Britain ‘concerned’ about rumours of Israeli plans to annex parts of the West Bank

Jack Dutton

The National  /  January 31, 2020

Donald Trump’s peace proposal poses key strategic tests for long standing policies on Palestine.

Britain says it is concerned by recent reports that suggest that Israel will move to annex parts of the occupied West Bank, recognised by the international community to be a Palestinian territory.

On Tuesday, after unveiling his long-delayed plan for peace between the Israelis and Palestinians, US President Donald Trump produced a map that would see stretches of land Israel has long encroached on in the West Bank transferred within its borders.

There have been reports Israeli Prime Minister Benjamin Netanyahu could move as early as Sunday to bring annexation proposal to the cabinet for approval. These measures would be designed to impose its sovereignty to strategic swathes of the Jordan Valley and all Jewish settlements in the West Bank, taking in up to 30 per cent of the Palestinian territory. In a statement on Friday, Britain’s Foreign Secretary Dominic Raab said: “The United Kingdom is concerned by reports of possible moves toward annexation of parts of the West Bank by Israel.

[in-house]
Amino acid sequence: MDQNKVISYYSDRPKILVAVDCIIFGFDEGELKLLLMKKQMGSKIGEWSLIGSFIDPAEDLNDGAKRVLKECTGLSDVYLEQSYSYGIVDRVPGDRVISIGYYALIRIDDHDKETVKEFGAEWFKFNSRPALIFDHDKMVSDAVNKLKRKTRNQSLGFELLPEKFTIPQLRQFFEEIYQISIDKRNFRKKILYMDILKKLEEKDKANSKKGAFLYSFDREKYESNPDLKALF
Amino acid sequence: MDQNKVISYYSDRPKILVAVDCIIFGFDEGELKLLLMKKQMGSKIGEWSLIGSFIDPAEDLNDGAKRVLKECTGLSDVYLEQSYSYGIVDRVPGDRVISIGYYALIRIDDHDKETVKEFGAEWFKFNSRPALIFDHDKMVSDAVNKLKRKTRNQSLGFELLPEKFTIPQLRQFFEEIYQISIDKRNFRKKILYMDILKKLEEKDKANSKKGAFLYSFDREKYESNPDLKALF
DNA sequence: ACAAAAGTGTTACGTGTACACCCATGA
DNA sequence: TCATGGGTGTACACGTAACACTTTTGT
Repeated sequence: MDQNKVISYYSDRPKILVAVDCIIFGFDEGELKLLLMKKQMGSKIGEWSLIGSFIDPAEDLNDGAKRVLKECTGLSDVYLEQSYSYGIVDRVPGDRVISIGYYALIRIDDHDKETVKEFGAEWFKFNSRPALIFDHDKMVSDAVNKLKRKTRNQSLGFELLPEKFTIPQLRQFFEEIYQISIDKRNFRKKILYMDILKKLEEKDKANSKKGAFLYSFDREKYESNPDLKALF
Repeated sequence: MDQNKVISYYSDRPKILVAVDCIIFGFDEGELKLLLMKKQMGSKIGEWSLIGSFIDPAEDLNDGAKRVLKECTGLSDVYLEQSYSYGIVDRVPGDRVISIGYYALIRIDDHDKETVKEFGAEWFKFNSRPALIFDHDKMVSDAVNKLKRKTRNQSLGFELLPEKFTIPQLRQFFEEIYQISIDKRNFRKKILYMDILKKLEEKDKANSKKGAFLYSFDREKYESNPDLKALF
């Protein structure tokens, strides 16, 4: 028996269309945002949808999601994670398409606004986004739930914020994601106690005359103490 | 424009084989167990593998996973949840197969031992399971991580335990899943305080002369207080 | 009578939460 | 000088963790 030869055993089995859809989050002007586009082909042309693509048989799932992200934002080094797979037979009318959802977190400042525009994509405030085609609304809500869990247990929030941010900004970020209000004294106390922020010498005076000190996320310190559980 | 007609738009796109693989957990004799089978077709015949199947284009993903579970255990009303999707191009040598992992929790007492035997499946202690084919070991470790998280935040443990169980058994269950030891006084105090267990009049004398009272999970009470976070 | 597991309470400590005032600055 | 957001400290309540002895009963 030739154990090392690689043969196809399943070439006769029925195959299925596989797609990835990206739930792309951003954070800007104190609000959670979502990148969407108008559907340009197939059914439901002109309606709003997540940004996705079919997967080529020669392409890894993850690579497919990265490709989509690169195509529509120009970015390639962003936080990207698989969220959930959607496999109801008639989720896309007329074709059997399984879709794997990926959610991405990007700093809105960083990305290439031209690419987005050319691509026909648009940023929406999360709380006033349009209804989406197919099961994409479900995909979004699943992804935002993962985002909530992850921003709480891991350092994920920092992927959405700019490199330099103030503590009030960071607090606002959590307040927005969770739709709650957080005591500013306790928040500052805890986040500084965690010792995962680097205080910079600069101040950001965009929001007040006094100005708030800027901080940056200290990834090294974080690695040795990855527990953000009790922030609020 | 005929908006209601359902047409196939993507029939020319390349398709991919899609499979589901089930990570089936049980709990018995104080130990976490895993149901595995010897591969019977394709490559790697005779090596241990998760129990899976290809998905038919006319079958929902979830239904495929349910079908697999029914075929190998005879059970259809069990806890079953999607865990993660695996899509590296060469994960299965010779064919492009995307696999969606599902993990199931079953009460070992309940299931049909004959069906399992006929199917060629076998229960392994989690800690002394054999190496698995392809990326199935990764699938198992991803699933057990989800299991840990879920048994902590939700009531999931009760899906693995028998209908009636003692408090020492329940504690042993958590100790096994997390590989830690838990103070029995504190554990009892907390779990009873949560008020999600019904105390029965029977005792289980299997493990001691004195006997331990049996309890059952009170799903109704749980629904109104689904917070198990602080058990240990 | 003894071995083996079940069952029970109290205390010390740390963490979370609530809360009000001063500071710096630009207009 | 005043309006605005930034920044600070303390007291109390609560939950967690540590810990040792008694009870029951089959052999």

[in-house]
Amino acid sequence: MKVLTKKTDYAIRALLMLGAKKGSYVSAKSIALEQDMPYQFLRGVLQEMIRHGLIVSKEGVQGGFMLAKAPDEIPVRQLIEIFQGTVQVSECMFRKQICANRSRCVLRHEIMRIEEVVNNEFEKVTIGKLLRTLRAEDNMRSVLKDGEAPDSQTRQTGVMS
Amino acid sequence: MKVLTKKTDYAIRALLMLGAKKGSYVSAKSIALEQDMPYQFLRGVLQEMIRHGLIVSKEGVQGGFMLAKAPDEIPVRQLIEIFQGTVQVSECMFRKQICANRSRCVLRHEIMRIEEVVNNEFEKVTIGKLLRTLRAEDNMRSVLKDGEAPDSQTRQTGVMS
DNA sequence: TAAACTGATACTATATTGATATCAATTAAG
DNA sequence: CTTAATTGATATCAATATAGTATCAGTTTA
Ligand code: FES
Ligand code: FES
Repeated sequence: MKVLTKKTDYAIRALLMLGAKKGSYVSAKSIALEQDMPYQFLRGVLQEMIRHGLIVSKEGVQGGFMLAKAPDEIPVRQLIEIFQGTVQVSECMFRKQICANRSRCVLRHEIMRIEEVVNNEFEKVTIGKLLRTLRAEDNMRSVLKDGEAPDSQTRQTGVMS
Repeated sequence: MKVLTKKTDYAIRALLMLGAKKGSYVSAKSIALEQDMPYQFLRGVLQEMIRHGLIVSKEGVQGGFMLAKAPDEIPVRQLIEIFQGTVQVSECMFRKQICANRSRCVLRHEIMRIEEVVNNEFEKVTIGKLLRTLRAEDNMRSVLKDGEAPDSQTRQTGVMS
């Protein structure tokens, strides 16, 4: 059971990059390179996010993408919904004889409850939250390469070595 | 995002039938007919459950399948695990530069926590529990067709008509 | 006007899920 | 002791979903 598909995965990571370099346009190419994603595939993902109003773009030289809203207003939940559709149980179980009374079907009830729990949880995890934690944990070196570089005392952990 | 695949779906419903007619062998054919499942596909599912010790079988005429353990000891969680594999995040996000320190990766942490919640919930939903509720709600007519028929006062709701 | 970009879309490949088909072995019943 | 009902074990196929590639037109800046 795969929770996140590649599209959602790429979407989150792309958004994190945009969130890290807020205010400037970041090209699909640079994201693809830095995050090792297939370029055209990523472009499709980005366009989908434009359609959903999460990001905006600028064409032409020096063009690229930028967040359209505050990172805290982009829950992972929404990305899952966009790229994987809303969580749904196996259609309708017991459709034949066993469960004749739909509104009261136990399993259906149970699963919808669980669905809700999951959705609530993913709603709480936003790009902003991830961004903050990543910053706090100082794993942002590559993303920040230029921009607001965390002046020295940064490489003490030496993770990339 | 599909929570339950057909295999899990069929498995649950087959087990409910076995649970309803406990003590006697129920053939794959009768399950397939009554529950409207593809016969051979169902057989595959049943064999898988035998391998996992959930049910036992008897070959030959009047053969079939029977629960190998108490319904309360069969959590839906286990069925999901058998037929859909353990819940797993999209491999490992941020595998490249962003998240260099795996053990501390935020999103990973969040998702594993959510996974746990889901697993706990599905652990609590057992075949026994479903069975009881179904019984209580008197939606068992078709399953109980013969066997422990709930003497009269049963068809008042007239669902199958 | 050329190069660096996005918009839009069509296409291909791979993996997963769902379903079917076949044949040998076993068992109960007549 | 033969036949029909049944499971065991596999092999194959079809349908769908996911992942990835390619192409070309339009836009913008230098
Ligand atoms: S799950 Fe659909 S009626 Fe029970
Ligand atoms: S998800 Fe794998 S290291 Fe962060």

“Any such unilateral moves would be damaging to renewed efforts to re-start peace negotiations, and contrary to international law. Any changes to the status quo cannot be taken forward without an agreement negotiated by the parties themselves.”

Since the 1967 Arab-Israeli War, some Israeli leaders have wanted a permanent border for Israel along the Jordan river, a prospect that was partially embraced by the Trump administration.

Flanked by Mr Netanyahu in the White House on Tuesday when he announced the plan, Mr Trump said that Jerusalem would remain Israel’s “undivided capital”.

The 180-page plan would “more than double” the size of Palestinian territory in occupied East Jerusalem and the occupied West Bank, while meeting Israel’s security requirements, Mr Trump said.

But the Palestinians have rejected the plan as it appeared to favour Israel, and they have not engaged with the Trump administration since it declared Jerusalem the Israeli capital in December 2017.

The UAE, Saudi Arabia and Egypt said Mr Trump’s deal should mark a starting point to reinvigorate stalled peace talks in the region.

Jack Dutton – journalist, London